____ Posted Tuesday September 12, 2017 ____

Disasters & Pet Owners

How to Keep Pets Safe During Natural Disasters

Mother Nature has displaced thousands of people in 2016, a year of forest fires, floods and hurricanes. As Hurricane Matthew approaches the U.S. east cost, several states have declared a state of emergency, and residents are being advised to evacuate ahead of its arrival. The hurricane is expected to reach Category 4 when it hits land.

When natural disasters strike, pet owners can take steps to ensure their animals are safe, says clinical studies professor Elizabeth Stone (right), former dean of the Ontario Veterinary College.

One of those steps is to make sure their pet can be easily identified by a tag on its collar or better yet — a microchip — to make reunification easier. “They’re more likely to be identified and returned home with a microchip,” says Stone. She also recommends emailing your pet’s health records, including an updated list of vaccinations and prescription medications, to yourself along with your vet’s name and contact information.

If there’s an evacuation, “don’t leave pets behind if at all possible,” says Stone, but since most shelters don’t accept pets, it’s important to have an alternate place for them to stay in an emergency. Before disaster strikes, find out if local shelters accept pets. If not, make arrangements in advance for you and your pets to stay with friends or relatives, or find accommodations outside the disaster zone, says Stone.

Natural disasters have taken a huge toll on both people and pets this year.

In May, wildfires forced more than 80,000 people to evacuate Fort McMurray, Alta., in one of the worst natural disasters in Canadian history. Many pet owners had to leave their animals behind, either because they couldn’t bring them to a shelter or they didn’t have time to pack up their pets before the flames engulfed their neighbourhoods. Almost 1,200 animals were rescued by the Alberta SPCA and many of them were reunited with their owners.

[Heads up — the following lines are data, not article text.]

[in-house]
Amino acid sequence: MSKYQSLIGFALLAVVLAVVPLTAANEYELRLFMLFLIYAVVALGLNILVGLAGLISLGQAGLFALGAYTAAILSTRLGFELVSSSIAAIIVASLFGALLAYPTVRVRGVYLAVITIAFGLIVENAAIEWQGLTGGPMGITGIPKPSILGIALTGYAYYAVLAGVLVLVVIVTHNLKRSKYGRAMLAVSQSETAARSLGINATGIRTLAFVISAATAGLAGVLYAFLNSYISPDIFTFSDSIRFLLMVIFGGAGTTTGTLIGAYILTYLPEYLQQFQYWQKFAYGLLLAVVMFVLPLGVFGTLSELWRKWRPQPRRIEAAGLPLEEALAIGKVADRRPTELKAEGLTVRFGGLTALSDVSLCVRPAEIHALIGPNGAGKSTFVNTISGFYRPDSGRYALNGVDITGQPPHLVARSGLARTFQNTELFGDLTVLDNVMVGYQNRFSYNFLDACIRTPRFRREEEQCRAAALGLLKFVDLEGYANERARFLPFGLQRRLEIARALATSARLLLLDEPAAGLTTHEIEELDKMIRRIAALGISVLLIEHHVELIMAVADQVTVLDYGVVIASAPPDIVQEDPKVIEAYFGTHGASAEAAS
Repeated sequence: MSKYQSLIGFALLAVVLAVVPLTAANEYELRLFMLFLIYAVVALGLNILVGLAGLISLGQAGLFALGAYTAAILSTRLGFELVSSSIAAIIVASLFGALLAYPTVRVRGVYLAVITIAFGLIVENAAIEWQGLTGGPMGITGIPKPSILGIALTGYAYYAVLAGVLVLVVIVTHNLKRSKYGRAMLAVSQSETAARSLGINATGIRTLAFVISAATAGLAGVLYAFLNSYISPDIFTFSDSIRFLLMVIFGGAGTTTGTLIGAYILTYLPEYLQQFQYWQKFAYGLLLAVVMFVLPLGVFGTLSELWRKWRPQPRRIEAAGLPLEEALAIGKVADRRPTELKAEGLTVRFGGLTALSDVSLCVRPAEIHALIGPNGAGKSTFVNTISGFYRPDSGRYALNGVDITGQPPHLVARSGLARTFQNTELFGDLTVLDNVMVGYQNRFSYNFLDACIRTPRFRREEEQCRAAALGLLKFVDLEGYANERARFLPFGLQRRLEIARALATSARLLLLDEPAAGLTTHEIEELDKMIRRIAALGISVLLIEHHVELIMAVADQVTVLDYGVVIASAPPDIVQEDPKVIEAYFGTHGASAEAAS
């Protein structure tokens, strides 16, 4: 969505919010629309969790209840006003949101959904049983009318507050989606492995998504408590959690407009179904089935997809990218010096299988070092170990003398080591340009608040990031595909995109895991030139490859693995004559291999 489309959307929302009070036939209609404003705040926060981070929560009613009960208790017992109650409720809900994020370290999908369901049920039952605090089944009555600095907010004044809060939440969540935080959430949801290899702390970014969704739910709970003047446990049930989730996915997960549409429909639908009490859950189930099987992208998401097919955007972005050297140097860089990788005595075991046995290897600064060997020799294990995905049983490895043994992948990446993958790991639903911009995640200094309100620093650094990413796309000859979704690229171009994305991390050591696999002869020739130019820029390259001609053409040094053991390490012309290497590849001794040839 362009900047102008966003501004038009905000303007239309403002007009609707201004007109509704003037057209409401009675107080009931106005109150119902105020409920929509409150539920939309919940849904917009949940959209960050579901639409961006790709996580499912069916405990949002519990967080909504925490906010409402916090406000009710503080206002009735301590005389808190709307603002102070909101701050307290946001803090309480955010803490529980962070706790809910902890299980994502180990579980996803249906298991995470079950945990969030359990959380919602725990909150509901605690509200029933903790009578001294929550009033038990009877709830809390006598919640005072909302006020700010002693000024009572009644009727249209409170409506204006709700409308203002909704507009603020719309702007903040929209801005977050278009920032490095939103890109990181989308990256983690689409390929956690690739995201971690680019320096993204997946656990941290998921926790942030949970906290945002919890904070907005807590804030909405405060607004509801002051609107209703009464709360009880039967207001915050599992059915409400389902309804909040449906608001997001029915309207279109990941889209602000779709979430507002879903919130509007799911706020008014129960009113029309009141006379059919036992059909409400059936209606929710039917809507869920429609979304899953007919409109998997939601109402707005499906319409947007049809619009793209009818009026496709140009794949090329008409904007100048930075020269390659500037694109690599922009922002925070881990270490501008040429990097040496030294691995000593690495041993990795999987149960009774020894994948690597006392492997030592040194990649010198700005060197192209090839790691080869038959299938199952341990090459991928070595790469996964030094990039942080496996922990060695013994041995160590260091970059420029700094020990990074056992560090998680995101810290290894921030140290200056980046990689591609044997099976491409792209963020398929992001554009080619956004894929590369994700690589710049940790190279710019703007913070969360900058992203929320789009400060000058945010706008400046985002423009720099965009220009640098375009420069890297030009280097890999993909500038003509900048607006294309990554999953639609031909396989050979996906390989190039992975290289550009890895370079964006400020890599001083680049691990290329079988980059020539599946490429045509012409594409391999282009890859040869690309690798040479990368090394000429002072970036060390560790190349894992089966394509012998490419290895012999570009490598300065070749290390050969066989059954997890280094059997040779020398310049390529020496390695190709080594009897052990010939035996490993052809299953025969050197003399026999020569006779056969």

Don’t wait until the last minute to evacuate, says Stone. Give yourself extra time to transport large animals to safety, or leave them in an enclosed field without barbed wire or objects that can become projectiles in strong winds. Horses can be difficult to load in trailers, so start early, especially if you’re fleeing a fire.

Pets should be familiarized with their carriers long before an emergency strikes. Put dogs (and cats) on a leash or harness so they’re easier to control outside of the home.

If you have no choice but to leave your pets behind, says Stone, bring them indoors and make sure they have enough food and water to last a few days until you or a rescue worker can return. Put a note on the door to let rescue workers know there are pets in the home and include your phone number. If you can’t return, arrange for a friend or neighbour to care for your pet when authorities allow.

Stone advises cities to include pets in their disaster plans. “When you put animals in the picture in any situation, it changes how people might respond,” she says.

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